The Endgame Of Social Media Engagement

Many brands have relented and made the decision to have an active online presence over and above their customary website.  No doubt many are still reluctant, but have given in to the fact that social media is not the fad they thought it would be, it’s here to stay.

Organic social media engagement

The transition from traditional marketing techniques, however, hasn’t been without some challenges.  The shift in mindset to engage their audience online (as opposed to simply broadcasting) has been a fairly confusing proposition.  Although the concept of engaging and interacting with their follower base is new, most will agree that it’s an important component to adopt if they’re to actively create brand advocates.

But what is considered engagement?

In it’s purest sense, engagement is the ability to cause another person to respond. Because of the wide variety of social media platforms, a brand follower can conceivably respond using any (or a combination of) the following methods:

  • Comments – In response to a status update, tweet, or blog post.
  • Shares – Includes linking/mentioning on a blog post they wrote.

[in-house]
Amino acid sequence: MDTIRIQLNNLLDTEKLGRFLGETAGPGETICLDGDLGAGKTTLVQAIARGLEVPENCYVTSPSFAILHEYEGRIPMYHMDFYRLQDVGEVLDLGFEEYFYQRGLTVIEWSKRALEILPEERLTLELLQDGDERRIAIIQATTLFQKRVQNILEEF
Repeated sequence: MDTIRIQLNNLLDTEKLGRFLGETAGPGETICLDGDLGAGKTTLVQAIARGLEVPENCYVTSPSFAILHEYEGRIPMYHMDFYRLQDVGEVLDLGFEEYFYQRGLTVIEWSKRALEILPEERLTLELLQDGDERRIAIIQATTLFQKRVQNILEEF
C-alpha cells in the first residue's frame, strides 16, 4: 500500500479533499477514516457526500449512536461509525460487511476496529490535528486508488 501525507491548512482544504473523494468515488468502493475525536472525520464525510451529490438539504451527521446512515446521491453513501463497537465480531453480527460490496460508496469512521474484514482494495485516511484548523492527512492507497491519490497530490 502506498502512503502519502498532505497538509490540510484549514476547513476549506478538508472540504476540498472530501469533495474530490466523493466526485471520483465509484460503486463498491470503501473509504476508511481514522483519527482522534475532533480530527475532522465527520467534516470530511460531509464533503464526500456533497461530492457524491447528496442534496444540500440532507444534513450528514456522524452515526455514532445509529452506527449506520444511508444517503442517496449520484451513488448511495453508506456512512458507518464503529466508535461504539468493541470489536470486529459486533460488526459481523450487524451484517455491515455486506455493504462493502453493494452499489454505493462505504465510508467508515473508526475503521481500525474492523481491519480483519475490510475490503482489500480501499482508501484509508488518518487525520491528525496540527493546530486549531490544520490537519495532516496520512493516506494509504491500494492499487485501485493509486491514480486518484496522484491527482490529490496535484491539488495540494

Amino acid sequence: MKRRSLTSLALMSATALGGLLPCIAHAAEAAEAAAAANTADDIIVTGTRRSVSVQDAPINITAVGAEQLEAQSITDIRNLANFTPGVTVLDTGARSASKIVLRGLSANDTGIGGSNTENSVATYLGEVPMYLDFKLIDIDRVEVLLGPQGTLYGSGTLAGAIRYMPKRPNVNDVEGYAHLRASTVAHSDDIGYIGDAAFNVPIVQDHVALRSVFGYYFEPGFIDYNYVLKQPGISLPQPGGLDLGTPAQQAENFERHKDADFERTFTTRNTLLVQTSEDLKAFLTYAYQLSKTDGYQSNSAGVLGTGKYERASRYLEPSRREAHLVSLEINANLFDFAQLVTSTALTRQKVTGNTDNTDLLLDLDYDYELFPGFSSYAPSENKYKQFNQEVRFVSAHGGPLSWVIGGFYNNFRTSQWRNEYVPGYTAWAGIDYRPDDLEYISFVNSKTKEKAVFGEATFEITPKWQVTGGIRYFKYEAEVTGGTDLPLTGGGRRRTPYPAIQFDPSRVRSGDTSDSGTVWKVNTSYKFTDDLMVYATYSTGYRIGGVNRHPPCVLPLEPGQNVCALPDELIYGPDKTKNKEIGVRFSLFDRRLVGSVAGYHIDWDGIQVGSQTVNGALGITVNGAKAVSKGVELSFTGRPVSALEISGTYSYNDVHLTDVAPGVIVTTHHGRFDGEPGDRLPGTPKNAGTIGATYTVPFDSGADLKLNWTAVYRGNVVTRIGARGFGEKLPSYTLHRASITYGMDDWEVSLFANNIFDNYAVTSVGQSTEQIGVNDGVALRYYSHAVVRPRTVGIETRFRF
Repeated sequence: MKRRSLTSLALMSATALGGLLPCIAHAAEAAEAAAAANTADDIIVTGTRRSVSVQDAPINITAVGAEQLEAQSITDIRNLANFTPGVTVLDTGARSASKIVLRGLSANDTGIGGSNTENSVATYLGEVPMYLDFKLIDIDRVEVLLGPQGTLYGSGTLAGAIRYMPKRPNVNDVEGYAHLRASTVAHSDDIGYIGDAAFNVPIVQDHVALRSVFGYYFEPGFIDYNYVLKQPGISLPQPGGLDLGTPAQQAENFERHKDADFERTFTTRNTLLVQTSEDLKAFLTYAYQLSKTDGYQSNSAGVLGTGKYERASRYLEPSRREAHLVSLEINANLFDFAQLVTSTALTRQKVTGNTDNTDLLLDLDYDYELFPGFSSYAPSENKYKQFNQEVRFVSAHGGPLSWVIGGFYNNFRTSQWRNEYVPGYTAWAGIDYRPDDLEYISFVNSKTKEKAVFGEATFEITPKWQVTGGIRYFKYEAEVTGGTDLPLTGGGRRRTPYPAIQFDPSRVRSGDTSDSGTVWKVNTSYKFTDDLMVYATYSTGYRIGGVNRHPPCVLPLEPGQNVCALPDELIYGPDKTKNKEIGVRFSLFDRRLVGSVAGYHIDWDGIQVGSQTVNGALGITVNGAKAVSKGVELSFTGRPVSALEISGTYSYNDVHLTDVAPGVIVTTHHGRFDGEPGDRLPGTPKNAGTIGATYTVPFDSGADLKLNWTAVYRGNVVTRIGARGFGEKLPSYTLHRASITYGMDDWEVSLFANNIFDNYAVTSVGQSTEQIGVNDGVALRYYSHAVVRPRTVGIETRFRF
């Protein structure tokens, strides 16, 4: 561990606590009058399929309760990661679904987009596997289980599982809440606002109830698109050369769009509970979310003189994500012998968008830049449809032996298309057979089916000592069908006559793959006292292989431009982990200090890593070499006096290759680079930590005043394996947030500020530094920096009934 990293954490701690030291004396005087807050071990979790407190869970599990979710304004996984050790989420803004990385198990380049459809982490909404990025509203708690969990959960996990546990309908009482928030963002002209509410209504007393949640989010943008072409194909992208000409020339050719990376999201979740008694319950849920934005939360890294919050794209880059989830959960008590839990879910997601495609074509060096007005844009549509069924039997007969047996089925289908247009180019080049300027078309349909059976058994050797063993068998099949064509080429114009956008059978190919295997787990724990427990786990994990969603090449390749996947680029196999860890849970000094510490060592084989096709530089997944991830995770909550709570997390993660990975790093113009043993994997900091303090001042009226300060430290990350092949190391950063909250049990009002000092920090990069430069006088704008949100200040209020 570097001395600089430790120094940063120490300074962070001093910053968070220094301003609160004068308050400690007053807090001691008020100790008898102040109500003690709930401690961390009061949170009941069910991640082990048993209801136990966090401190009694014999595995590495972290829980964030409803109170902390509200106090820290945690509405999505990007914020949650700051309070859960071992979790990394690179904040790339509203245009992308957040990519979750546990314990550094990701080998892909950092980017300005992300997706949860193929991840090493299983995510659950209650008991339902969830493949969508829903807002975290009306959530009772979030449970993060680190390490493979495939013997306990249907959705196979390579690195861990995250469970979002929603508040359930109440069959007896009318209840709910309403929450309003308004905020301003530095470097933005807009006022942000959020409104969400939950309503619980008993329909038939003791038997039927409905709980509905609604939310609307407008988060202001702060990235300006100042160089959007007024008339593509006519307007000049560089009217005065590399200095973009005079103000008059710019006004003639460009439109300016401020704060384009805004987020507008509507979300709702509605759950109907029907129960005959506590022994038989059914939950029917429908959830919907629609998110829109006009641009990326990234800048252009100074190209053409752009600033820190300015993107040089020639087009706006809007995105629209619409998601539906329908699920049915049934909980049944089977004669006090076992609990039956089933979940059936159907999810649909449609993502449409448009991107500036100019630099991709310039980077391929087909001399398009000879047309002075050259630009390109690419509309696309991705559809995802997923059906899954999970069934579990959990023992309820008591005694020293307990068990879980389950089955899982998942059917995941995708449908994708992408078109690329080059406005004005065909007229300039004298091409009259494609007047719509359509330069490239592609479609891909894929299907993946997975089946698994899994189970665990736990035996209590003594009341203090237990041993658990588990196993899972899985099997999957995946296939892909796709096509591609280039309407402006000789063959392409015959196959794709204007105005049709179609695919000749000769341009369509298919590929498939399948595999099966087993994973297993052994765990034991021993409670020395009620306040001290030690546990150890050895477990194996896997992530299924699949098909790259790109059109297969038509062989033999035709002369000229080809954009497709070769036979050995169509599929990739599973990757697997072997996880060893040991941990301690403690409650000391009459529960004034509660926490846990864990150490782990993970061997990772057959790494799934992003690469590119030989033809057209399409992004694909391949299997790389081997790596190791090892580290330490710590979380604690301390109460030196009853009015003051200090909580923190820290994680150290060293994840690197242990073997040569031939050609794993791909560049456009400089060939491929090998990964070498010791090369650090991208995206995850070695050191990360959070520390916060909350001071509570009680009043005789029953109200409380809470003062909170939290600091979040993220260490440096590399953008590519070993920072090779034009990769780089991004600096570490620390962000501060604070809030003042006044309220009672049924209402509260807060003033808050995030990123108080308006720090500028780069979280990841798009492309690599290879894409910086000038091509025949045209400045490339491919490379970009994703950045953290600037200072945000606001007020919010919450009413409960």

• Likes – Includes +K’s, Kred, etc.
  • Retweets – Whether native or via a tweet button
  • Mentions – Includes Follow Fridays, etc.
  • Favorites – Anytime your tweet/update/post is faved on any platform
  • Pins/Repins – Pinterest specific of course.
  • Tags – Whenever a user is tagged on pics on any platform.
  • Hashtags – When ppl begin to adopt & share a hashtag you created.
  • Pokes – Yes, I did just put that on there.

Any of the methods above would fall under the engagement category. Target audience preferences and content type will dictate which methods of engagement work best. Whichever method the audience chooses to respond, it’s critical to acknowledge and capitalize on the opportunity to have a conversation, no matter how brief. A big mistake some brands make is to use that opportunity to deliver a sales pitch. The resulting conversation should be geared to get to know that particular person, not to brag about what the company does.